This article is 2 years old

Unoriginal Christmas Albums Have To Go

When it comes to the holiday season, the popular traditions of exchanging gifts and decorating a Christmas tree are accompanied by a soundtrack of Christmas favorites.


When it comes to the holiday season, the popular traditions of exchanging gifts and decorating a Christmas tree are accompanied by a soundtrack of Christmas favorites. “Jingle Bell Rock,” “Last Christmas,” and “Feliz Navidad” are just a few of the songs heard in many people’s homes. Even the Billboard Hot 100 reflects this tradition; throughout the month of December, popular hits are replaced by nostalgic Christmas music. Today, Christmas is centered around giving and receiving gifts, and this commercialization has impacted both the traditions involved and the music industry as well.

Christmas music plays a key role in popularizing consumption around the holidays; it is used by retailers to advertise their products or promote their business. For example, the iconic song “Rudolph the Red-Nosed Reindeer” was written in 1939 to promote the Montgomery Ward Department Store. Other classics like “Happy Holidays” (1963) are about children receiving gifts from Santa Claus. In “Happy Holidays,” Andy Williams sings “And Santa Claus has got a toy for every good girl and good little boy.” These lyrics create expectations for young ones who believe that getting toys is what Christmas is all about. This song further helps to promote products and highlight the holiday’s materialistic motives.

As time passes, these old classics still seem to dominate the holiday music industry, with most iconic Christmas songs having been made at least a decade ago. Many people prefer the nostalgia and comfort of the older songs that remind them of their childhood. For others, it’s the subpar quality of the new Christmas music that keeps them listening to the classics. Today’s talented artists, who normally make great music, are releasing uninspiring songs that lack the classic holiday feel. Some may wonder why artists even bother to produce new Christmas music. The answer is simple: they make it for profit.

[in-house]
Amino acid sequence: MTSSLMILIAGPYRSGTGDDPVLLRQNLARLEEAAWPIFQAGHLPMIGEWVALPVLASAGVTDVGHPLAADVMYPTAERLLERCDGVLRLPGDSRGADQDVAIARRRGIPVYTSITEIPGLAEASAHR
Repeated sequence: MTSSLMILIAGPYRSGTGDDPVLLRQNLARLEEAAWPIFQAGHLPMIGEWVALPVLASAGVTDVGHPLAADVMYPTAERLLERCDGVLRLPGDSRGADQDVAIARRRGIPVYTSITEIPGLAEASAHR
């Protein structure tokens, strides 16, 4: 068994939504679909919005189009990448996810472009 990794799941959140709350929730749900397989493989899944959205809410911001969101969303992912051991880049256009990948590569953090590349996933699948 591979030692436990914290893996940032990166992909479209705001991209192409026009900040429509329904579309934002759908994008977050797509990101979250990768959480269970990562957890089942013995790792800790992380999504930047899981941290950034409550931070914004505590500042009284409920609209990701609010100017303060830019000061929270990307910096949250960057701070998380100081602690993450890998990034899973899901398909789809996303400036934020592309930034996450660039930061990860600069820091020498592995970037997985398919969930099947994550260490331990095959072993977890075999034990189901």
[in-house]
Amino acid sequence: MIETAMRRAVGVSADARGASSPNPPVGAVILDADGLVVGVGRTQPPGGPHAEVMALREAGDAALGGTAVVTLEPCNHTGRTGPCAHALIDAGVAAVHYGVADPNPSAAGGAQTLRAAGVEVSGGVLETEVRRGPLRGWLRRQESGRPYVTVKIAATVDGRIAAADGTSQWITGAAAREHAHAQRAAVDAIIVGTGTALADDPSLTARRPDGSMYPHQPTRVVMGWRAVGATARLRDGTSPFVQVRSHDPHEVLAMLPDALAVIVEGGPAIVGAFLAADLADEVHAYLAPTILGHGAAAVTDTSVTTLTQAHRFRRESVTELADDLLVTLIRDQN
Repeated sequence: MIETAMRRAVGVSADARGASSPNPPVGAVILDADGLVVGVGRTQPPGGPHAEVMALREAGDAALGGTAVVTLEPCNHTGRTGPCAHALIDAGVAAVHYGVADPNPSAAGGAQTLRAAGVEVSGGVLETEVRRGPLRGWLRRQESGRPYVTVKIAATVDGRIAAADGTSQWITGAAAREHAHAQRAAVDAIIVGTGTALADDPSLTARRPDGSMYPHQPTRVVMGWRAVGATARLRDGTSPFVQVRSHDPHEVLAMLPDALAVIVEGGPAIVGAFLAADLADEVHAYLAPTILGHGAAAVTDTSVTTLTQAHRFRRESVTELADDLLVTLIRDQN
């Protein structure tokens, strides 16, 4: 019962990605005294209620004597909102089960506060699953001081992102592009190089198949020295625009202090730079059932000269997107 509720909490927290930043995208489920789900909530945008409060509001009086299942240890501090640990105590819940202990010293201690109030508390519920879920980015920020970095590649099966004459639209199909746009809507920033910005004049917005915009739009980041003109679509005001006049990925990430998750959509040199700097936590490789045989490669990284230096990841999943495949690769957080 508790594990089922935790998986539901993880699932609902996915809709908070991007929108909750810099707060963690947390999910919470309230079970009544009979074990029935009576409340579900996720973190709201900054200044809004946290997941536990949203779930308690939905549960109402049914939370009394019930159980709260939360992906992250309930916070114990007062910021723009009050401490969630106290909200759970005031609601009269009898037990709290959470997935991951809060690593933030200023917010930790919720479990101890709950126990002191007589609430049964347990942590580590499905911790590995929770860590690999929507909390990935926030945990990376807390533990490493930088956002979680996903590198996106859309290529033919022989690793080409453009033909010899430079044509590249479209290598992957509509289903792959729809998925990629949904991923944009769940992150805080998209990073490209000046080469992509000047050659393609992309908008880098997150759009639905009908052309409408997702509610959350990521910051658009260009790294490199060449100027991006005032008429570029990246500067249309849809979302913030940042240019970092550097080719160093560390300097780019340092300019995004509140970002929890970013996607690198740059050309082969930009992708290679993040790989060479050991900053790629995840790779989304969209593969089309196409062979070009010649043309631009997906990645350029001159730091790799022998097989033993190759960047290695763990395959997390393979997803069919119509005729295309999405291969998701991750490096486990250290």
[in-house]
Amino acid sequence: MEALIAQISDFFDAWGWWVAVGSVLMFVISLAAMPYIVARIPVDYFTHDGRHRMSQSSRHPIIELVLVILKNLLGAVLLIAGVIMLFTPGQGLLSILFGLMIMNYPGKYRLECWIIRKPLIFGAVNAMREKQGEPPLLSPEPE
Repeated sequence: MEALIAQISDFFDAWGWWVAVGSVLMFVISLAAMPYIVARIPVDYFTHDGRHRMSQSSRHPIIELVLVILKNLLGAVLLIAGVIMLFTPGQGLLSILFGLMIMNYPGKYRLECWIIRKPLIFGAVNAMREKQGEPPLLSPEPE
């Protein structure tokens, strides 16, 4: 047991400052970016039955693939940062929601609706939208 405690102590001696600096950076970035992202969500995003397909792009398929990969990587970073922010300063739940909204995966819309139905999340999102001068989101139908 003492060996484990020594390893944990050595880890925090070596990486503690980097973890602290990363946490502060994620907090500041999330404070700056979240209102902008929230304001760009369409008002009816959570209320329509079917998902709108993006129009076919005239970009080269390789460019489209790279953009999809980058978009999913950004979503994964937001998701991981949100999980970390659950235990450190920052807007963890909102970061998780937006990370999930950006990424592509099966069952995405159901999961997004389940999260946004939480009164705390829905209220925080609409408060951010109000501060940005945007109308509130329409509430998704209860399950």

Making a holiday album full of covers is not only easy, but also allows the artist to make extra revenue without needing to create original music. Many of the classic holiday songs are from decades ago, which means copyrights have expired and the song is now owned by the public. This enables the artist to collect all of the revenue generated from their covers. For artists who take the risk and make original Christmas music, there is the possibility that it will become a new holiday classic. Although this is very difficult to do, it can lead to consistent profit year after year. Ariana Grande is one of few modern artists who has been able to produce an original Christmas song that gained popularity across the US. Her song “Santa Tell Me” topped the Billboard Hot 100 chart and has solidified itself in holiday music for years to come. Despite the disappointing songs that have plagued contemporary music, new songs have extended into different genres and created an opportunity to reach people who enjoy different types of music. For example, the song “Merry Christmas” by Elton John and Ed Sheeran reaches across generations and brings together fans of Sheeran’s pop and John’s rock.

All of these songs we consume, whether old or new, help to shape our beliefs surrounding the wintertime holidays. While the commercialization of Christmas music has influenced the holiday itself, we should remember that this music should reflect the true purpose behind Christmas, which is to connect with friends and family and not simply give gifts.